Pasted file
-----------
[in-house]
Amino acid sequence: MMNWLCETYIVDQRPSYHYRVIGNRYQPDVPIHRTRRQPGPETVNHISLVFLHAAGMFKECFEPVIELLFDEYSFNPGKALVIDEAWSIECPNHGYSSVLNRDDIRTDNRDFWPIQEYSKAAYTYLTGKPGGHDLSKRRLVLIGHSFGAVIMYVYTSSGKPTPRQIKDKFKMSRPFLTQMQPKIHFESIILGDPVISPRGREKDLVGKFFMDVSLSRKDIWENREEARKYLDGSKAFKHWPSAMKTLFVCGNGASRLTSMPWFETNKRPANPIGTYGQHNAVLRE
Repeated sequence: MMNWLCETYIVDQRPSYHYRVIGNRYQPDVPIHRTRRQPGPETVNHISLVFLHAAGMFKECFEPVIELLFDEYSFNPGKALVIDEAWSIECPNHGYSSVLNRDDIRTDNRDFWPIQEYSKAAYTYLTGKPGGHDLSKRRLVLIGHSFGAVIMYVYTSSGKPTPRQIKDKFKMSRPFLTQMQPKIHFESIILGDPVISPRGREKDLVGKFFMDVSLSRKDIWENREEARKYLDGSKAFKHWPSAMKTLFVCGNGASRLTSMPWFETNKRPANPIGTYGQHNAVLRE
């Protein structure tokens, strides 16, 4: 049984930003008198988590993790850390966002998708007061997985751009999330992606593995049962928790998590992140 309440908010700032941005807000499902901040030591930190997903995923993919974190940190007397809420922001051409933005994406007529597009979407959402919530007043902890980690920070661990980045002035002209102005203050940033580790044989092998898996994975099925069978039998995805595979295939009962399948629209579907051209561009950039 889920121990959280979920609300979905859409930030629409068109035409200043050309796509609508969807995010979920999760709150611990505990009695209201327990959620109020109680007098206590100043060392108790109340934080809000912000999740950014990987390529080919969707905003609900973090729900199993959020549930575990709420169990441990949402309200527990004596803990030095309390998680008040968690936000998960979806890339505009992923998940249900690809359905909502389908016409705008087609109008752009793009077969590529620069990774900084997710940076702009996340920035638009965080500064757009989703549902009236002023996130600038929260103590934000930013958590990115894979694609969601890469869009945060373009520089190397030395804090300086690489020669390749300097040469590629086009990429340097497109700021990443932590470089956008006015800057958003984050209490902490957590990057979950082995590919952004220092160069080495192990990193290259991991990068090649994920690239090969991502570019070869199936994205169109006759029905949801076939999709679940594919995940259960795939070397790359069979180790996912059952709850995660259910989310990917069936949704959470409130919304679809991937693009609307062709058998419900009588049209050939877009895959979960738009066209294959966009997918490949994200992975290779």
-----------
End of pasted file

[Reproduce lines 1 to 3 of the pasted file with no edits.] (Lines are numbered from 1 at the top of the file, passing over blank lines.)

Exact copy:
[in-house]
Amino acid sequence: MMNWLCETYIVDQRPSYHYRVIGNRYQPDVPIHRTRRQPGPETVNHISLVFLHAAGMFKECFEPVIELLFDEYSFNPGKALVIDEAWSIECPNHGYSSVLNRDDIRTDNRDFWPIQEYSKAAYTYLTGKPGGHDLSKRRLVLIGHSFGAVIMYVYTSSGKPTPRQIKDKFKMSRPFLTQMQPKIHFESIILGDPVISPRGREKDLVGKFFMDVSLSRKDIWENREEARKYLDGSKAFKHWPSAMKTLFVCGNGASRLTSMPWFETNKRPANPIGTYGQHNAVLRE
Repeated sequence: MMNWLCETYIVDQRPSYHYRVIGNRYQPDVPIHRTRRQPGPETVNHISLVFLHAAGMFKECFEPVIELLFDEYSFNPGKALVIDEAWSIECPNHGYSSVLNRDDIRTDNRDFWPIQEYSKAAYTYLTGKPGGHDLSKRRLVLIGHSFGAVIMYVYTSSGKPTPRQIKDKFKMSRPFLTQMQPKIHFESIILGDPVISPRGREKDLVGKFFMDVSLSRKDIWENREEARKYLDGSKAFKHWPSAMKTLFVCGNGASRLTSMPWFETNKRPANPIGTYGQHNAVLRE